Gee, wouldn't it be funny if I died in this dream
before I could make another one up

And nobody called

And nobody came"


  1. It is a potent album; have not listened to it in an age.
    I recently watched Woody Allen's latest 'Midnight in Paris' where the main character walks back into the past to experience what he regarded as the golden era, Paris in the 1920s. He gets to meet the Fitzgeralds, Hemingway, Gertrude Stein, Picasso; the girl he falls in love with there takes him back to her 'belle epoch' Paris in the 1890's where they meet Degas, Monet etc. I guess the point made was that we always yearn for a brighter time; people living in that time do likewise but their seat in the train is always the one looking backwards. I had a crazy dream after that which involved The Beatles, Dylan and The Velvets all ranting about things being better before. It brought me to no conclusion other than to have me listening to Cale's 1929 over the weekend and thinking of the Velvets; how I needed to invest more time in Reed and Cale's past; so this is a perfect reminder...
    Meanwhile, back in the future the coffee pot beckons...

    1. There I am, pogoing at the Roxy; sharing a joint with John Lydon; listening to some righteous dub 'n' reggae spun by Don Letts; breaking a glass on the table as Wire kickstart their angular angst, laughing at the part time punks with Dan Treacy. Ah yes, the past we never had, how attractive it is.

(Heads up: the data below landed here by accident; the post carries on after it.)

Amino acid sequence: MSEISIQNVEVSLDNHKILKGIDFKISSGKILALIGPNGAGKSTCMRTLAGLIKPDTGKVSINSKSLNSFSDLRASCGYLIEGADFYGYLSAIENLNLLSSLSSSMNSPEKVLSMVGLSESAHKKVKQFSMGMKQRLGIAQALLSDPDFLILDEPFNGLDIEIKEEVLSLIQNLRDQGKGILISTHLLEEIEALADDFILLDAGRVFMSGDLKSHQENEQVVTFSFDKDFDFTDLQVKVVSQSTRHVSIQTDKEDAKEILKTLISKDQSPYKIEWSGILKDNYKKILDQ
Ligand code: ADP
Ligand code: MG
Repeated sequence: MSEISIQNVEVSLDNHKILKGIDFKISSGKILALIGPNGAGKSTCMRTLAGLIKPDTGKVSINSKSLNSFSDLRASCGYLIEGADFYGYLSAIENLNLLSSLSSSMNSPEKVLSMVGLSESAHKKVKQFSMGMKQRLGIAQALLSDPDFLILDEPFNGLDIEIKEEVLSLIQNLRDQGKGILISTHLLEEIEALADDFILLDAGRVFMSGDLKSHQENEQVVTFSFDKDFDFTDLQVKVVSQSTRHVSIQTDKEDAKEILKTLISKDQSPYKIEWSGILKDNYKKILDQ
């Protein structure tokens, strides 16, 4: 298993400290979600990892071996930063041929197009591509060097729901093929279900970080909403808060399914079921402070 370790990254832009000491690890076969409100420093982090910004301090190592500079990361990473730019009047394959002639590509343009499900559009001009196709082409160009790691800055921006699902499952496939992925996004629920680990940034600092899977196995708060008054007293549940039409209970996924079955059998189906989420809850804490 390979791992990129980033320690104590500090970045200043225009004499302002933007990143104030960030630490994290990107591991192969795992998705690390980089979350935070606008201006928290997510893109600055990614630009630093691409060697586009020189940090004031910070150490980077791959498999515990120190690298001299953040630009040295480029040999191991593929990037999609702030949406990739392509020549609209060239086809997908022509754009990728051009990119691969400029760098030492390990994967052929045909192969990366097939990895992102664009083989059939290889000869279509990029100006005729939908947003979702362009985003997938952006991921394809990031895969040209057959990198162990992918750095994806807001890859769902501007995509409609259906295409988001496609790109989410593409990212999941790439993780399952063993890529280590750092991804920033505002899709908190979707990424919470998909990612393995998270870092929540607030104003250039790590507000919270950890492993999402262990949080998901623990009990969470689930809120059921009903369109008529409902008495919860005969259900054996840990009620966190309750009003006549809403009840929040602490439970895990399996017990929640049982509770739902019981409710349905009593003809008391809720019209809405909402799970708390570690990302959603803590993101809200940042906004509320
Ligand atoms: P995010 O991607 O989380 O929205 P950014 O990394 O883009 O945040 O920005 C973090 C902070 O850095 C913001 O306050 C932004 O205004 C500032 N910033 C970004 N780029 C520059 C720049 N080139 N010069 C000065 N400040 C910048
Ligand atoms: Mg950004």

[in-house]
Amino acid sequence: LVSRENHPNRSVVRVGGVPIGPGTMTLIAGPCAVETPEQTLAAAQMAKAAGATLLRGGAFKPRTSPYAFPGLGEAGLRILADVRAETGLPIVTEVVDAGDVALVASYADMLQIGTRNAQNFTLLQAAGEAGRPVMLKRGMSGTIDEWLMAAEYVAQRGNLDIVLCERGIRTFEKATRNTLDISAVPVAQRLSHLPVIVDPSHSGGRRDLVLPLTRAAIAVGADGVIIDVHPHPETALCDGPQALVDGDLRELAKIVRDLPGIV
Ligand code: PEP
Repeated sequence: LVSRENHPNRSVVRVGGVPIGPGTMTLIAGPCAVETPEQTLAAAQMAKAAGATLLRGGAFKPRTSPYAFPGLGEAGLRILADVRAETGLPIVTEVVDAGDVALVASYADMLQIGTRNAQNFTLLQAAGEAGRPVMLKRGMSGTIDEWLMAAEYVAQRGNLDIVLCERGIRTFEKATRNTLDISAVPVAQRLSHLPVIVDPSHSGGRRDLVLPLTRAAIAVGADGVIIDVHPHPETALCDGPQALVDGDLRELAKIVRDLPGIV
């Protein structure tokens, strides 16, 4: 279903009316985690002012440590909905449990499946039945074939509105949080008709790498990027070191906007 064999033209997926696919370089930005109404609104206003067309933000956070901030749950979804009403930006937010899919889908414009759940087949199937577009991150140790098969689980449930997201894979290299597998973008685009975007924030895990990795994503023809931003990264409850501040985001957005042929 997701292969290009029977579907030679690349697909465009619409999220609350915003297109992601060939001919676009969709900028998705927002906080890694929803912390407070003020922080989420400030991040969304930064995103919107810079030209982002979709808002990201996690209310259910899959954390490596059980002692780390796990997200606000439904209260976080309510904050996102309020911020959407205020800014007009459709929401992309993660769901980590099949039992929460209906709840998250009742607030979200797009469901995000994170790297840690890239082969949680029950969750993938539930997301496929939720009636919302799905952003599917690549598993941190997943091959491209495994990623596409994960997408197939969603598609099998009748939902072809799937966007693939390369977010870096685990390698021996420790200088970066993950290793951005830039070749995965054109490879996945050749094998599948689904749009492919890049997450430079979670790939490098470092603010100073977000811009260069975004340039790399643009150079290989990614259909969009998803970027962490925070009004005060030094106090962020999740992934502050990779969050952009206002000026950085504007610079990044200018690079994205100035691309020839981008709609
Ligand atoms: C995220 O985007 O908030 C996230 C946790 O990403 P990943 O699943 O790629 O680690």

2. I can see you and you look... great!
      Like you're having the time of your life.

  2. Hi Seamus - this is on my list too for all the reasons you mention (and the fact I'm a bit of a sucker for a concept lp) They also presented the lp live at I think a church somewhere (maybe NY) - if you've not seen it, try and track it down it is a magical bit of film. i think my love of the lp is helped by the fact that I'd read the Warhol diaries so i could play join the dots in my mind. i'd never been a Velvet Underground fan veing born in 67 1980 was my year zero (apart from Bowie)and unlike other earlier bands that didnt change as i got older but this lp got me onto John Cale's work and a little bit of Lou Reed's (even then the only Lou Reed lp i own is from the late 80s - New York)

    I think the clincher for me the fact that the lp is so honest in that it shows relationships for what they are , complex, messy often confusing affairs.

    1. Another refugee from the Summer of Love. Yes, it's the honesty that makes this so compelling, especially given the tensions between the creators.
      If nothing else, you should get Berlin from Reed's back catalogue. It will be appearing later in my list. A magnificent album, if harrowing.
      I pretty much started the musical journey I care to remember with Bowie (although there were borrowings from my elders - -Johnny Cash, Leonard Cohen, The Dubliners etc before that) I can still remember Starman on Top of the Pops. (We had Five Years)
      I picked up on The Velvets through Bowie and some cooler friends when I was 17 and thought they were the be all for a while. I relegated Bowie to pretender status. He never regained messiah status as gradually I learnt there are no messiahs. But there are plenty of prophets / shamen and Bowie and Reed and Cale are amoung them.

  3. last good album by reed ,channel four showed this when it came out great stuff ,all the best stu

  4. My wife had just finished reading Warhol's journals when I found this gem in a used CD shop. I later found the video of it which is also amazing. The Dream seems to be inspired by the journals. We used to make a three hour drive to Chattanooga, TN, when my inlaws were ailing. This one often found its way into the car CD player. For me it ranks right up there with another Lou Reed autobiographical CD, Magic and Loss.
    Clarksville, TN

    1. Thanks for commenting, Stuart. I must give Magic and Loss another spin. I've never returned to it since I bought it. Death and loss don't get aired in such an open and real way often enough.